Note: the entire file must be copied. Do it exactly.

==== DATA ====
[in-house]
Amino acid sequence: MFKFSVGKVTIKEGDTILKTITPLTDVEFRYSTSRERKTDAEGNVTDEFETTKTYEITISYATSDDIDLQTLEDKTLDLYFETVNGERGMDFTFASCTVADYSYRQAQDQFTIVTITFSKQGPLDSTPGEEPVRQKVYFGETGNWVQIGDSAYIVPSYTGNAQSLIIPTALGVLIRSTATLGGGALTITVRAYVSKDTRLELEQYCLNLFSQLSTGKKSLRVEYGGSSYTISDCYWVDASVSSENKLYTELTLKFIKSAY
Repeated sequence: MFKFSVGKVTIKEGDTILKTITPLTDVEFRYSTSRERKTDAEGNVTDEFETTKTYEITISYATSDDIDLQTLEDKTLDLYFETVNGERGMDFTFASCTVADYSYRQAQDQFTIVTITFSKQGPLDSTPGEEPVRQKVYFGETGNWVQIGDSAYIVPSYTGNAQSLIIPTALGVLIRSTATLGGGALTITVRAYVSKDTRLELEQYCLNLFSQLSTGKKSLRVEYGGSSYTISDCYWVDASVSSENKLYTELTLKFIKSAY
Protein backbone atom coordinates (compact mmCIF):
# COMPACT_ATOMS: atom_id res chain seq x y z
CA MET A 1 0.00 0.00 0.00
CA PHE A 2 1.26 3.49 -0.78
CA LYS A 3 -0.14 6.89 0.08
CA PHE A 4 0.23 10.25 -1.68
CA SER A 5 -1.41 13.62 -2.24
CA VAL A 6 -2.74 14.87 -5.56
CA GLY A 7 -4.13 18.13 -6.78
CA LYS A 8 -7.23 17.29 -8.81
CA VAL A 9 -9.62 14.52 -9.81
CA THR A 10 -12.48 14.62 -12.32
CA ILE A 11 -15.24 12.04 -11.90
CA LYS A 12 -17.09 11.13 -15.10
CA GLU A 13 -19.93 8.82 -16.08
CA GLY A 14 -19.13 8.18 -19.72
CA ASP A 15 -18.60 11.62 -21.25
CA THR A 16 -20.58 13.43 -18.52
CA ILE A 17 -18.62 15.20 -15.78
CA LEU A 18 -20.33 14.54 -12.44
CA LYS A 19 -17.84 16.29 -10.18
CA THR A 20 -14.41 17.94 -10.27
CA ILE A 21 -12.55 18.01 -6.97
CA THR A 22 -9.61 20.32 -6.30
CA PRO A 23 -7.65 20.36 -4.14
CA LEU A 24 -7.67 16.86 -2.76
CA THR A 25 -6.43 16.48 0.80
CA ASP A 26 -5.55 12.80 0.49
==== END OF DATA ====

[in-house]
Amino acid sequence: MFKFSVGKVTIKEGDTILKTITPLTDVEFRYSTSRERKTDAEGNVTDEFETTKTYEITISYATSDDIDLQTLEDKTLDLYFETVNGERGMDFTFASCTVADYSYRQAQDQFTIVTITFSKQGPLDSTPGEEPVRQKVYFGETGNWVQIGDSAYIVPSYTGNAQSLIIPTALGVLIRSTATLGGGALTITVRAYVSKDTRLELEQYCLNLFSQLSTGKKSLRVEYGGSSYTISDCYWVDASVSSENKLYTELTLKFIKSAY
Repeated sequence: MFKFSVGKVTIKEGDTILKTITPLTDVEFRYSTSRERKTDAEGNVTDEFETTKTYEITISYATSDDIDLQTLEDKTLDLYFETVNGERGMDFTFASCTVADYSYRQAQDQFTIVTITFSKQGPLDSTPGEEPVRQKVYFGETGNWVQIGDSAYIVPSYTGNAQSLIIPTALGVLIRSTATLGGGALTITVRAYVSKDTRLELEQYCLNLFSQLSTGKKSLRVEYGGSSYTISDCYWVDASVSSENKLYTELTLKFIKSAY
Protein backbone atom coordinates (compact mmCIF):
# COMPACT_ATOMS: atom_id res chain seq x y z
CA MET A 1 0.00 0.00 0.00
CA PHE A 2 1.26 3.49 -0.78
CA LYS A 3 -0.14 6.89 0.08
CA PHE A 4 0.23 10.25 -1.68
CA SER A 5 -1.41 13.62 -2.24
CA VAL A 6 -2.74 14.87 -5.56
CA GLY A 7 -4.13 18.13 -6.78
CA LYS A 8 -7.23 17.29 -8.81
CA VAL A 9 -9.62 14.52 -9.81
CA THR A 10 -12.48 14.62 -12.32
CA ILE A 11 -15.24 12.04 -11.90
CA LYS A 12 -17.09 11.13 -15.10
CA GLU A 13 -19.93 8.82 -16.08
CA GLY A 14 -19.13 8.18 -19.72
CA ASP A 15 -18.60 11.62 -21.25
CA THR A 16 -20.58 13.43 -18.52
CA ILE A 17 -18.62 15.20 -15.78
CA LEU A 18 -20.33 14.54 -12.44
CA LYS A 19 -17.84 16.29 -10.18
CA THR A 20 -14.41 17.94 -10.27
CA ILE A 21 -12.55 18.01 -6.97
CA THR A 22 -9.61 20.32 -6.30
CA PRO A 23 -7.65 20.36 -4.14
CA LEU A 24 -7.67 16.86 -2.76
CA THR A 25 -6.43 16.48 0.80
CA ASP A 26 -5.55 12.80 0.49